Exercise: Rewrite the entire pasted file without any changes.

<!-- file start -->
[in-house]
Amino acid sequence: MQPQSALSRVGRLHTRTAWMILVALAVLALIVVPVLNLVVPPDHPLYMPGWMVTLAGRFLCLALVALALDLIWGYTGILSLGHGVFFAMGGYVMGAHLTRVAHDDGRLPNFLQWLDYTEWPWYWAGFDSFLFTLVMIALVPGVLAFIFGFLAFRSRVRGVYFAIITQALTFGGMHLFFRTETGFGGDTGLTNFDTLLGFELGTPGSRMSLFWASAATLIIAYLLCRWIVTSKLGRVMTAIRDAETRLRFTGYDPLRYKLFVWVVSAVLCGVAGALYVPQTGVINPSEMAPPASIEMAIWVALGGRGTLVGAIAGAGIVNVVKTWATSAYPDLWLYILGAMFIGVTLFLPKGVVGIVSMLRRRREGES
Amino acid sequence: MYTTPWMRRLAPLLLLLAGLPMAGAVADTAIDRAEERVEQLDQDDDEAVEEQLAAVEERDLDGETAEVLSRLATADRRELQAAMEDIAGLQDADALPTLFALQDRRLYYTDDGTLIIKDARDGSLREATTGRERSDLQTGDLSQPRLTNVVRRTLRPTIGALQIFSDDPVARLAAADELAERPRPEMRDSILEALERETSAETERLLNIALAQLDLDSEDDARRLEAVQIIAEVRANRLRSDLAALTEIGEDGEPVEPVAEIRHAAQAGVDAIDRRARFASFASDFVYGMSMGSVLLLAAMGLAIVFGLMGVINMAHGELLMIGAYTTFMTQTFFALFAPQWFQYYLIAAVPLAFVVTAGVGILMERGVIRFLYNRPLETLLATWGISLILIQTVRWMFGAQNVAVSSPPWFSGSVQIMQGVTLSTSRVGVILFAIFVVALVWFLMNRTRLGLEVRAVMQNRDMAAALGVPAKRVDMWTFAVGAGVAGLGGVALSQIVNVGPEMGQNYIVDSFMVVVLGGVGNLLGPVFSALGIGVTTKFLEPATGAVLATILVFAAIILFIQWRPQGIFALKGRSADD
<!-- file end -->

[in-house]
Amino acid sequence: MQPQSALSRVGRLHTRTAWMILVALAVLALIVVPVLNLVVPPDHPLYMPGWMVTLAGRFLCLALVALALDLIWGYTGILSLGHGVFFAMGGYVMGAHLTRVAHDDGRLPNFLQWLDYTEWPWYWAGFDSFLFTLVMIALVPGVLAFIFGFLAFRSRVRGVYFAIITQALTFGGMHLFFRTETGFGGDTGLTNFDTLLGFELGTPGSRMSLFWASAATLIIAYLLCRWIVTSKLGRVMTAIRDAETRLRFTGYDPLRYKLFVWVVSAVLCGVAGALYVPQTGVINPSEMAPPASIEMAIWVALGGRGTLVGAIAGAGIVNVVKTWATSAYPDLWLYILGAMFIGVTLFLPKGVVGIVSMLRRRREGES
Amino acid sequence: MYTTPWMRRLAPLLLLLAGLPMAGAVADTAIDRAEERVEQLDQDDDEAVEEQLAAVEERDLDGETAEVLSRLATADRRELQAAMEDIAGLQDADALPTLFALQDRRLYYTDDGTLIIKDARDGSLREATTGRERSDLQTGDLSQPRLTNVVRRTLRPTIGALQIFSDDPVARLAAADELAERPRPEMRDSILEALERETSAETERLLNIALAQLDLDSEDDARRLEAVQIIAEVRANRLRSDLAALTEIGEDGEPVEPVAEIRHAAQAGVDAIDRRARFASFASDFVYGMSMGSVLLLAAMGLAIVFGLMGVINMAHGELLMIGAYTTFMTQTFFALFAPQWFQYYLIAAVPLAFVVTAGVGILMERGVIRFLYNRPLETLLATWGISLILIQTVRWMFGAQNVAVSSPPWFSGSVQIMQGVTLSTSRVGVILFAIFVVALVWFLMNRTRLGLEVRAVMQNRDMAAALGVPAKRVDMWTFAVGAGVAGLGGVALSQIVNVGPEMGQNYIVDSFMVVVLGGVGNLLGPVFSALGIGVTTKFLEPATGAVLATILVFAAIILFIQWRPQGIFALKGRSADD